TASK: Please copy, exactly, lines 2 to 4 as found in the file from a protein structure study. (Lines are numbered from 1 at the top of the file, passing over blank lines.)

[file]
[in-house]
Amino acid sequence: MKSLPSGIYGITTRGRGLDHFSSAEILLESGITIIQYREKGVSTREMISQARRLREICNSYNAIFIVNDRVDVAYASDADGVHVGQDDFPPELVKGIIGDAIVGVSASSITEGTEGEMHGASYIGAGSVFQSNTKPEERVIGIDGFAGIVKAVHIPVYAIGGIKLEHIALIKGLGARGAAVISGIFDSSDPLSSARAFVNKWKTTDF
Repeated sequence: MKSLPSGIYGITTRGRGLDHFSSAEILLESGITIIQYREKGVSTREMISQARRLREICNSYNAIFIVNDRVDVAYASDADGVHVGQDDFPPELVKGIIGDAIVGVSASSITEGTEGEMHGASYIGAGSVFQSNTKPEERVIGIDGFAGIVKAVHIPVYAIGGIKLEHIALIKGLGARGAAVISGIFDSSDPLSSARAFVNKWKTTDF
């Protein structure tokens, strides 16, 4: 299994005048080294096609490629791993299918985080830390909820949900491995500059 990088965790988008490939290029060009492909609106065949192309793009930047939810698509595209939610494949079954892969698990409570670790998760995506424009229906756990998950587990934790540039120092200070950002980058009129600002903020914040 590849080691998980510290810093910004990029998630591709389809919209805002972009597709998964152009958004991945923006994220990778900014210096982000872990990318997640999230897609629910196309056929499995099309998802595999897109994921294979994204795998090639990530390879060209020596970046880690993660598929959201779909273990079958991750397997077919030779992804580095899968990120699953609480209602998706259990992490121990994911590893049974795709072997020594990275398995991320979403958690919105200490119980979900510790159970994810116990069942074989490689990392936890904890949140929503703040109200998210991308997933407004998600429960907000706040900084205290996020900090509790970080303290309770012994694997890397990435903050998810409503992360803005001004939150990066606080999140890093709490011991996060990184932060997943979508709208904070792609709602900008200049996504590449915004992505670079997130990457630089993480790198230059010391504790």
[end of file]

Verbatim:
Amino acid sequence: MKSLPSGIYGITTRGRGLDHFSSAEILLESGITIIQYREKGVSTREMISQARRLREICNSYNAIFIVNDRVDVAYASDADGVHVGQDDFPPELVKGIIGDAIVGVSASSITEGTEGEMHGASYIGAGSVFQSNTKPEERVIGIDGFAGIVKAVHIPVYAIGGIKLEHIALIKGLGARGAAVISGIFDSSDPLSSARAFVNKWKTTDF
Repeated sequence: MKSLPSGIYGITTRGRGLDHFSSAEILLESGITIIQYREKGVSTREMISQARRLREICNSYNAIFIVNDRVDVAYASDADGVHVGQDDFPPELVKGIIGDAIVGVSASSITEGTEGEMHGASYIGAGSVFQSNTKPEERVIGIDGFAGIVKAVHIPVYAIGGIKLEHIALIKGLGARGAAVISGIFDSSDPLSSARAFVNKWKTTDF
């Protein structure tokens, strides 16, 4: 299994005048080294096609490629791993299918985080830390909820949900491995500059 990088965790988008490939290029060009492909609106065949192309793009930047939810698509595209939610494949079954892969698990409570670790998760995506424009229906756990998950587990934790540039120092200070950002980058009129600002903020914040 590849080691998980510290810093910004990029998630591709389809919209805002972009597709998964152009958004991945923006994220990778900014210096982000872990990318997640999230897609629910196309056929499995099309998802595999897109994921294979994204795998090639990530390879060209020596970046880690993660598929959201779909273990079958991750397997077919030779992804580095899968990120699953609480209602998706259990992490121990994911590893049974795709072997020594990275398995991320979403958690919105200490119980979900510790159970994810116990069942074989490689990392936890904890949140929503703040109200998210991308997933407004998600429960907000706040900084205290996020900090509790970080303290309770012994694997890397990435903050998810409503992360803005001004939150990066606080999140890093709490011991996060990184932060997943979508709208904070792609709602900008200049996504590449915004992505670079997130990457630089993480790198230059010391504790």